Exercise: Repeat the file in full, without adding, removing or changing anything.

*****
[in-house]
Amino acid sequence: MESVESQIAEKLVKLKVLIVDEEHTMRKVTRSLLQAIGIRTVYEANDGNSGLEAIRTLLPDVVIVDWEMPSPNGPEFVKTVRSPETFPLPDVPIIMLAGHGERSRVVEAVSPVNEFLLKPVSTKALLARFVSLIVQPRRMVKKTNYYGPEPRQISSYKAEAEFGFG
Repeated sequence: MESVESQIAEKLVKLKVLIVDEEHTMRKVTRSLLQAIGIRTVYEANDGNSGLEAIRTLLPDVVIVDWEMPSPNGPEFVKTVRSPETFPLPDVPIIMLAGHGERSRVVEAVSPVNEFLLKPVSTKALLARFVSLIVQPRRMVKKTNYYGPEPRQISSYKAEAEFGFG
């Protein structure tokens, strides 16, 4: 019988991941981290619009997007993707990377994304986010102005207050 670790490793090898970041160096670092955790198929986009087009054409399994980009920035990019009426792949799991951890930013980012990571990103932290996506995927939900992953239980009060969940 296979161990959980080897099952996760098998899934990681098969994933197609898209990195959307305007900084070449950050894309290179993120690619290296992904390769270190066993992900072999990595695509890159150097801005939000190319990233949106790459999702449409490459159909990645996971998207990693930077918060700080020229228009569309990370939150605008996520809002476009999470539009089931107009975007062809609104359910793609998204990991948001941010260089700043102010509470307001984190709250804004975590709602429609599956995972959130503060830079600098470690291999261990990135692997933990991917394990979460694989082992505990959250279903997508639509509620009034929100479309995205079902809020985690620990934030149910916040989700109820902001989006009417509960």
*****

[in-house]
Amino acid sequence: MESVESQIAEKLVKLKVLIVDEEHTMRKVTRSLLQAIGIRTVYEANDGNSGLEAIRTLLPDVVIVDWEMPSPNGPEFVKTVRSPETFPLPDVPIIMLAGHGERSRVVEAVSPVNEFLLKPVSTKALLARFVSLIVQPRRMVKKTNYYGPEPRQISSYKAEAEFGFG
Repeated sequence: MESVESQIAEKLVKLKVLIVDEEHTMRKVTRSLLQAIGIRTVYEANDGNSGLEAIRTLLPDVVIVDWEMPSPNGPEFVKTVRSPETFPLPDVPIIMLAGHGERSRVVEAVSPVNEFLLKPVSTKALLARFVSLIVQPRRMVKKTNYYGPEPRQISSYKAEAEFGFG
């Protein structure tokens, strides 16, 4: 019988991941981290619009997007993707990377994304986010102005207050 670790490793090898970041160096670092955790198929986009087009054409399994980009920035990019009426792949799991951890930013980012990571990103932290996506995927939900992953239980009060969940 296979161990959980080897099952996760098998899934990681098969994933197609898209990195959307305007900084070449950050894309290179993120690619290296992904390769270190066993992900072999990595695509890159150097801005939000190319990233949106790459999702449409490459159909990645996971998207990693930077918060700080020229228009569309990370939150605008996520809002476009999470539009089931107009975007062809609104359910793609998204990991948001941010260089700043102010509470307001984190709250804004975590709602429609599956995972959130503060830079600098470690291999261990990135692997933990991917394990979460694989082992505990959250279903997508639509509620009034929100479309995205079902809020985690620990934030149910916040989700109820902001989006009417509960």